Home / Tech / Sunshine Coast’s Xandra pioneers chatbot for Facebook Messenger

Sunshine Coast’s Xandra pioneers chatbot for Facebook Messenger

In April, Mark Zuckerberg announced that Facebook Messenger would offer businesses the ability to develop and integrate chatbots within the app.

As one of the ‘big three’ mobile applications, the announcement was a significant move towards monetising Messenger, but more importantly provided a new medium for companies to engage with potential customers. Businesses took up the challenge and integrated bots, officially known as “chatter robots” within weeks, with varying degrees of success. Startups like San Franciso’s PullString, Inc have gone even further, launching a private authoring platform that allows companies to collaborate and create their own chatbots.

Here at home, Sunshine Coast tech and design agency Xandra has become the first Australian company to take up PullString’s private beta program and consequently one of our first companies to launch Messenger chatbots at all.

Based in the Coast’s burgeoning innovation and entrepreneurship hub – home to creative work spaces and projects like Spark Bureau, the Innovation Centre, and the Sunshine Coast Start-Up Weekend – Xandra was initially formed as a solution to community-management issues such as room booking. They soon realised the advantage of creating personalised chatbots that interact with pre-existing, popular applications like Messenger over creating native apps from scratch, and partnered with PullString for their current initiative.

The startup is currently trialling their chatbot with Spark Bureau‘s co-working community, where co-founder of both the startup and hub Zach Johnson works with fellow co-founders Jessica Thoms and Madeline Rawlings.

“The three of us have highly complementary skill-sets and compatible personalities and work really well together,” Johnson said. “Maddy is a graphic designer and Jess is a copywriter and they both run their own agencies. [I] have twenty years tech startup and leadership experience.”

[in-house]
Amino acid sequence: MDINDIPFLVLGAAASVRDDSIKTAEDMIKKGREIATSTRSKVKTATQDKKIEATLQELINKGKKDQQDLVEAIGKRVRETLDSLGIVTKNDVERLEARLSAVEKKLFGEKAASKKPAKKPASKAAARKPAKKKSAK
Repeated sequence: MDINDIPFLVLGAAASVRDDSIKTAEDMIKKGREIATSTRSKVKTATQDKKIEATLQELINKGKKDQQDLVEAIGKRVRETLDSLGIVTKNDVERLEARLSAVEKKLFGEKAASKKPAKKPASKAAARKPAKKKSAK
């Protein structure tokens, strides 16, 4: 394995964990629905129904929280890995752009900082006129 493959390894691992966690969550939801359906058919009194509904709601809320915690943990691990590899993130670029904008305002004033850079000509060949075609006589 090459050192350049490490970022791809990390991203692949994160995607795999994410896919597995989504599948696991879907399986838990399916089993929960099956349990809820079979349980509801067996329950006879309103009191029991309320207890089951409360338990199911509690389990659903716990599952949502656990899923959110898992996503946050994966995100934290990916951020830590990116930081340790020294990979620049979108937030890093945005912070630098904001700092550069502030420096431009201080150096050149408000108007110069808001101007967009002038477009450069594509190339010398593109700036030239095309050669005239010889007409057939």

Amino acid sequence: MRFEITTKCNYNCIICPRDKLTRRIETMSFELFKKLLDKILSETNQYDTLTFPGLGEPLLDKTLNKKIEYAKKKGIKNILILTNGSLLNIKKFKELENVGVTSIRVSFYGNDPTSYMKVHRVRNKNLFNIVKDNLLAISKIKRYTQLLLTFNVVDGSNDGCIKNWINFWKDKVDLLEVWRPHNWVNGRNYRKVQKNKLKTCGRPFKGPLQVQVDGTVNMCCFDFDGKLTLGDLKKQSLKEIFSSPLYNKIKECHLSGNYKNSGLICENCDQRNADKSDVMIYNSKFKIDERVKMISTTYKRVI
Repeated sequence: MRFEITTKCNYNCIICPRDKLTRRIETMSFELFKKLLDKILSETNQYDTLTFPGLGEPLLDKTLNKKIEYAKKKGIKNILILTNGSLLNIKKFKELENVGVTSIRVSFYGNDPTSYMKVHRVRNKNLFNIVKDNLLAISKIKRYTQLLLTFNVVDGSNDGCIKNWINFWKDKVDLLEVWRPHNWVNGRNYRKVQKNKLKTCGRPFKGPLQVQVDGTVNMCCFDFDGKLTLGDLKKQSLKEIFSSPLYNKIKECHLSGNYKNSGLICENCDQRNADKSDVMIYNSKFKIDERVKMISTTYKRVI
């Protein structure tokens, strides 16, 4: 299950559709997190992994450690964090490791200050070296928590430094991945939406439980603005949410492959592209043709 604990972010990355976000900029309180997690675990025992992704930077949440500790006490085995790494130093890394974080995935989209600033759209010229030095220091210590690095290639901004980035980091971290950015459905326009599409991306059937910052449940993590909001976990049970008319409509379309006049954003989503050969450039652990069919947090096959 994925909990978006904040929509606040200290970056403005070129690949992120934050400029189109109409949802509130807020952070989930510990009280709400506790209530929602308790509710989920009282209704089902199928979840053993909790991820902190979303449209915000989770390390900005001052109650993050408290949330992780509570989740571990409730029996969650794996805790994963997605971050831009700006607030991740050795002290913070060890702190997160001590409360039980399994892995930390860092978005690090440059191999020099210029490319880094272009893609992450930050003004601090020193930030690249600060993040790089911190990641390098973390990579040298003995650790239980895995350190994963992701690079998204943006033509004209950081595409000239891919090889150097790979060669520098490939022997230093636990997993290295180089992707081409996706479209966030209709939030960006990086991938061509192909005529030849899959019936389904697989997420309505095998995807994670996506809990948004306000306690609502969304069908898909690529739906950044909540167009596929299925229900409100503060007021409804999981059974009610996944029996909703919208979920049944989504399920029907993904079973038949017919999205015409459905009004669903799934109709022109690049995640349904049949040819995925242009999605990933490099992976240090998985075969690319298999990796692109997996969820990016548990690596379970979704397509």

After bootstrapping their first few months of development, the team have secured their first paying customer and plan to continue self-funding into the future.

While the product is still in beta, the chatbot is being used daily for room bookings in Spark Bureau and has been approved by Facebook. In the long-term, Xandra envisions extending to large-scale community-engagement, including restaurant reservations, venue hire, event calendars, and creative storytelling for brands and businesses.

For now, they intend to focus on their “vision of using conversational interfaces to support brand experiences, while resisting opportunities that may pigeon-hole Xandra as ‘just a booking bot’.”

“We will also be actively monitoring the evolution of artificial intelligence and the advancement of new and emerging interfaces so we can keep ahead of the latest research and technologies while placing a priority on design and experience.”

And while they are the country’s first startup to work with PullString in this capacity, other successful Australian chatbots have been developed; notably, retail powerhouse Domain was first off the mark with a chatbot that streamlines the house-hunting process.

However, with over 10,000 chatbots currently in development for the Messenger platform, personalised but Facebook-friendly chatbots with companies like Xandra might, as they claim, become the new norm for both customer service and brand engagement.

“The average smart-phone user is no longer downloading new apps, and ones they use daily are mostly for messaging and daily interaction. The Xandra Labs team believes that conversational interfaces will dominate how brands engage customers, how companies transact business and how physical spaces, including cities, interact with members and residents.”

About Regan Lynch

Regan Lynch is a writer and theatre-maker based in Brisbane, Queensland. His work has featured in Tincture Journal, Overland, Homer, Tech Street Journal, AustLit, Semper Floreat, and come Highly Commended in the State Library of Queensland Young Writers Award.